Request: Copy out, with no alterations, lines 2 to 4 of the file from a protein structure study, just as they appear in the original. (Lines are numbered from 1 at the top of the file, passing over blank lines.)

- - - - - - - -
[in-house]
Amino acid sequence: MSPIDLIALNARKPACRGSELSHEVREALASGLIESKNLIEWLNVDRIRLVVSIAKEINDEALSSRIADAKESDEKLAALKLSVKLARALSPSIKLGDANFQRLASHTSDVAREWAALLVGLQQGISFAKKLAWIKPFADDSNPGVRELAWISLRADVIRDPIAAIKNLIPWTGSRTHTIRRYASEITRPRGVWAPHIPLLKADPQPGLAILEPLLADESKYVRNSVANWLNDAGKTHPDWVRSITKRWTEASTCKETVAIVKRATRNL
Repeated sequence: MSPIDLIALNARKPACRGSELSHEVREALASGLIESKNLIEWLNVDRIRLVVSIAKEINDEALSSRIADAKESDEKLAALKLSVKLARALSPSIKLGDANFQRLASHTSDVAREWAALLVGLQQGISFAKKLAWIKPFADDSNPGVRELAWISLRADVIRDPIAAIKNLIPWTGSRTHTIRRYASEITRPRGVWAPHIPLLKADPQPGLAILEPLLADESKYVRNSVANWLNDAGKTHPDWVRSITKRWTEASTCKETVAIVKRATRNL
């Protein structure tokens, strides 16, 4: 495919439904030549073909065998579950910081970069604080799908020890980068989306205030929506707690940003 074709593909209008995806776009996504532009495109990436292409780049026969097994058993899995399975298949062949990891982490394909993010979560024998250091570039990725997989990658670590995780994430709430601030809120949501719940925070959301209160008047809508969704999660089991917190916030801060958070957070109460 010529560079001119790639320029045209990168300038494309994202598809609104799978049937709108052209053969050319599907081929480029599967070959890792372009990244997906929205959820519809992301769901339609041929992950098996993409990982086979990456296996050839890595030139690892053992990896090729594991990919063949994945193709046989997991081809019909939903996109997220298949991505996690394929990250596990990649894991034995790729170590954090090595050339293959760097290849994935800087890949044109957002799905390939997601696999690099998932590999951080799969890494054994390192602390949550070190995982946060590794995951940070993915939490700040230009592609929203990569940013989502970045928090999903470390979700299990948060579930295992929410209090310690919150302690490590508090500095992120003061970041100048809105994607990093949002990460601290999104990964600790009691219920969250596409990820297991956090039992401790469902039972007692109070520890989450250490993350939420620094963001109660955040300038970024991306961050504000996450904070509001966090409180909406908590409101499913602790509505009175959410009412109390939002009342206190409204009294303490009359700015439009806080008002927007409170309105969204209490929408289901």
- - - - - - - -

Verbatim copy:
Amino acid sequence: MSPIDLIALNARKPACRGSELSHEVREALASGLIESKNLIEWLNVDRIRLVVSIAKEINDEALSSRIADAKESDEKLAALKLSVKLARALSPSIKLGDANFQRLASHTSDVAREWAALLVGLQQGISFAKKLAWIKPFADDSNPGVRELAWISLRADVIRDPIAAIKNLIPWTGSRTHTIRRYASEITRPRGVWAPHIPLLKADPQPGLAILEPLLADESKYVRNSVANWLNDAGKTHPDWVRSITKRWTEASTCKETVAIVKRATRNL
Repeated sequence: MSPIDLIALNARKPACRGSELSHEVREALASGLIESKNLIEWLNVDRIRLVVSIAKEINDEALSSRIADAKESDEKLAALKLSVKLARALSPSIKLGDANFQRLASHTSDVAREWAALLVGLQQGISFAKKLAWIKPFADDSNPGVRELAWISLRADVIRDPIAAIKNLIPWTGSRTHTIRRYASEITRPRGVWAPHIPLLKADPQPGLAILEPLLADESKYVRNSVANWLNDAGKTHPDWVRSITKRWTEASTCKETVAIVKRATRNL
């Protein structure tokens, strides 16, 4: 495919439904030549073909065998579950910081970069604080799908020890980068989306205030929506707690940003 074709593909209008995806776009996504532009495109990436292409780049026969097994058993899995399975298949062949990891982490394909993010979560024998250091570039990725997989990658670590995780994430709430601030809120949501719940925070959301209160008047809508969704999660089991917190916030801060958070957070109460 010529560079001119790639320029045209990168300038494309994202598809609104799978049937709108052209053969050319599907081929480029599967070959890792372009990244997906929205959820519809992301769901339609041929992950098996993409990982086979990456296996050839890595030139690892053992990896090729594991990919063949994945193709046989997991081809019909939903996109997220298949991505996690394929990250596990990649894991034995790729170590954090090595050339293959760097290849994935800087890949044109957002799905390939997601696999690099998932590999951080799969890494054994390192602390949550070190995982946060590794995951940070993915939490700040230009592609929203990569940013989502970045928090999903470390979700299990948060579930295992929410209090310690919150302690490590508090500095992120003061970041100048809105994607990093949002990460601290999104990964600790009691219920969250596409990820297991956090039992401790469902039972007692109070520890989450250490993350939420620094963001109660955040300038970024991306961050504000996450904070509001966090409180909406908590409101499913602790509505009175959410009412109390939002009342206190409204009294303490009359700015439009806080008002927007409170309105969204209490929408289901």